The historic perception of a farmer is someone who lives an insular life segregated from the world at large. I must admit that there are a few ways that this is true. Farmers are separated from the outside world in a sense geographically. A large proportion of their job is spent working on their farm which is, by definition, separate from “not the farm”. A lot of this time is usually spent working alone or with only a few others who also usually spend a lot of their time on the farm. There is not a lot of outside exposure here.
There is one huge way that rural folks are not insular. Farmers depend on the news and weather. The biological nature of farming in general is very affected by weather. Farmers like to know whether it is going to stay wet or dry, hotter or colder. The weather affects both livestock and crops. They need to adjust feeding, watering, fertilizing, chemical application, planting, harvesting, and innumerable other work according to the forecast.
There are many other types of information that are basic to the everyday operation and the long term operation of farming and ranching. Farmers live in a world of GPS enabled, computer aided, machinery. and depend on satellite imagery for their weather predictions. This is a world that is becoming more and more information dependent and there is no faster or more efficient way to get that information than being on-line. One way to get this vital information is through directed Agricultural publications like Ozarks Farm & Neighbor.
Ozarks Farm & Neighbor is a farming and ranching targeted paper that is direct mailed every three weeks. It is a paper publication but it also has an on-line presence. This was not an easy decision to make. Companies have to make money to stay in business and all businesses have to show some type of return on investment on every aspect of what they do to stay competitive. The Editor of their online aspect had to prove the value of that aspect. Their 1400 Facebook followers are getting more exposure to OF&N’s Advertisers, News Presence, and articles. Their advertisers are getting more out of their on-line presence through the inter-connected and searchable essence of the internet. This is a presence that will only grow over time due to the increasing availability of high speed rural internet and cellular smart phone access.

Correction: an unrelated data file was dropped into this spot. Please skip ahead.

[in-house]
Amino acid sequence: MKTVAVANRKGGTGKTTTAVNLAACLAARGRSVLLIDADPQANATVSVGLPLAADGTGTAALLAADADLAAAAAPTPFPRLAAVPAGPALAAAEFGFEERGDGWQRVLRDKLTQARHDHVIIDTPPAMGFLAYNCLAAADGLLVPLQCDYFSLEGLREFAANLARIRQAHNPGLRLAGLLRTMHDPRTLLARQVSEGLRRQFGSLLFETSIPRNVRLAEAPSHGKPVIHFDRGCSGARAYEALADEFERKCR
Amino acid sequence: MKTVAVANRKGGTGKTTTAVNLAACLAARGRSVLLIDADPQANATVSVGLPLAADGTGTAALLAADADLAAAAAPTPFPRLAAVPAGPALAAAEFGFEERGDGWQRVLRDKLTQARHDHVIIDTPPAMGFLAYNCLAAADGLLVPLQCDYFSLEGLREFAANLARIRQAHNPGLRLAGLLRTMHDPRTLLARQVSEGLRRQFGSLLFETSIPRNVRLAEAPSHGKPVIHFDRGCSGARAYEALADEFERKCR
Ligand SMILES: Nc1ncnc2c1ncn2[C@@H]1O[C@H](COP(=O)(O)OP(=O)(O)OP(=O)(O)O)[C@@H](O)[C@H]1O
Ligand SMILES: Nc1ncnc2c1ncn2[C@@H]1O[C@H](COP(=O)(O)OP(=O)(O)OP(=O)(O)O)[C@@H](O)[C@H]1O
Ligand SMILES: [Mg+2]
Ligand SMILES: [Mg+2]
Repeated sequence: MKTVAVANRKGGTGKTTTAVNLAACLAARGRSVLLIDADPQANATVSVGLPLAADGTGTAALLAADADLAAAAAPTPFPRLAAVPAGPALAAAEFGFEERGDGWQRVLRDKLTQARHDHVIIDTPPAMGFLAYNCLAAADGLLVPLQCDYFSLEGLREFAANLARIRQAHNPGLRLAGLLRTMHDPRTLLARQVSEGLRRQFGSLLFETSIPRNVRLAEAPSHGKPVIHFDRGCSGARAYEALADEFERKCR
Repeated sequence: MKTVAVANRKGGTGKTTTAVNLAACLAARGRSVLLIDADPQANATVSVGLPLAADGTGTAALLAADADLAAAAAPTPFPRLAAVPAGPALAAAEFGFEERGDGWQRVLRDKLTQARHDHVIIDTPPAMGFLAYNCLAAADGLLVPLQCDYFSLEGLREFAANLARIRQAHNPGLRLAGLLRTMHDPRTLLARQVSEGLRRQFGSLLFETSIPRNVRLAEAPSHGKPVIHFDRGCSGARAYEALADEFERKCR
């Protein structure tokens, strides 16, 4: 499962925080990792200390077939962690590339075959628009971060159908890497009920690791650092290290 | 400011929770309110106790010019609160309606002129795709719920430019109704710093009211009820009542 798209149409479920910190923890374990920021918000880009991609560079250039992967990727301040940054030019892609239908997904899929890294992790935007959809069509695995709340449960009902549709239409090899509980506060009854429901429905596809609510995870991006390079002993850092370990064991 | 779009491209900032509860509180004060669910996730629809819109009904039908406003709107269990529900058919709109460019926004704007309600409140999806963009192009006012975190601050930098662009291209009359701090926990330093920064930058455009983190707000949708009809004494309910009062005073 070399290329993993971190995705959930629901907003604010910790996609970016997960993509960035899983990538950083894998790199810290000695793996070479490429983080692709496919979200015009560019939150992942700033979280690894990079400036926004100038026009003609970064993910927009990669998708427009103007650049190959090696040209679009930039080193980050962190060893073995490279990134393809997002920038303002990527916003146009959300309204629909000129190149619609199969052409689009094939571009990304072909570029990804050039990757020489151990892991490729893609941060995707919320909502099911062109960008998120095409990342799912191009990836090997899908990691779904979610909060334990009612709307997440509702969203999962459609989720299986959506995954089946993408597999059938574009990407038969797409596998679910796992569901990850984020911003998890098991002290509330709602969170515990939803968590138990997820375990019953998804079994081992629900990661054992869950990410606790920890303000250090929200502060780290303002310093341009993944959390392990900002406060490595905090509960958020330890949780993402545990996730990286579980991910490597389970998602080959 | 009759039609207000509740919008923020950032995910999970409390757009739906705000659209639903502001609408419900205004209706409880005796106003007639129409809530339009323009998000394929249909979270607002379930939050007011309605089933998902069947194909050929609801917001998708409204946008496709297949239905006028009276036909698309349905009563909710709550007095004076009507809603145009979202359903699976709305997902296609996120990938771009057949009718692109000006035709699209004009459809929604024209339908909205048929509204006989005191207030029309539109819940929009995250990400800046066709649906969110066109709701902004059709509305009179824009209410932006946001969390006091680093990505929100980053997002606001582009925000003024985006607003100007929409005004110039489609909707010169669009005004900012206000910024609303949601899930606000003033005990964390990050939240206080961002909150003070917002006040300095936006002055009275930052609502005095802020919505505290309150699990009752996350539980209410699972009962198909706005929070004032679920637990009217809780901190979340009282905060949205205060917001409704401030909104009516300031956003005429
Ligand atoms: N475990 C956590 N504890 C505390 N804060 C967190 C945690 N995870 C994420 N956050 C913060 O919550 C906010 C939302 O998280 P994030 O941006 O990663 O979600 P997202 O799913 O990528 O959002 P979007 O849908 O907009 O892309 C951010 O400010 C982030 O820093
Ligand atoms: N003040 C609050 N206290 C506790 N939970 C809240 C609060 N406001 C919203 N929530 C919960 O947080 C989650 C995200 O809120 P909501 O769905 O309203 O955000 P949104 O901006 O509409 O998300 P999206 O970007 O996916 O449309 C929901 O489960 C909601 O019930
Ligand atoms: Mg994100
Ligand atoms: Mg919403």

This also changes the demographics of their audience. Their 58,000 subscribers are generally age 35 -64 living in Southwest Missouri, Northwest Arkansas, and Eastern Oklahoma. Being online allows OF&N to reach anyone on the net anywhere in the world at any time. This is a huge difference from a paper lying folded up on the end table next to the couch underneath the Bass Pro catalog.
Ozarks Farm & Neighbor has a presence on Facebook and Twitter. Their goal is to be story driven and informational. Their on-line aspect allows them to update and react to the news cycle in a much more timely fashion than once every three weeks. Their Facebook page has a “Breaking news” segment, “Links” to other online sites (This is priceless interconnectedness. Now their readers are one click away from being OF&N readers), a “Subscription” link to get the paper, and a link to “Extended Stories” and “National and Regional News”. OF&N becomes a “one-stop-shop” for vital decision making information.
The new version may have that same farmer holding a smart phone or tablet instead of a pitchfork. I urge you to check out Ozarks Farm and Neighbor and see what is going on in rural America.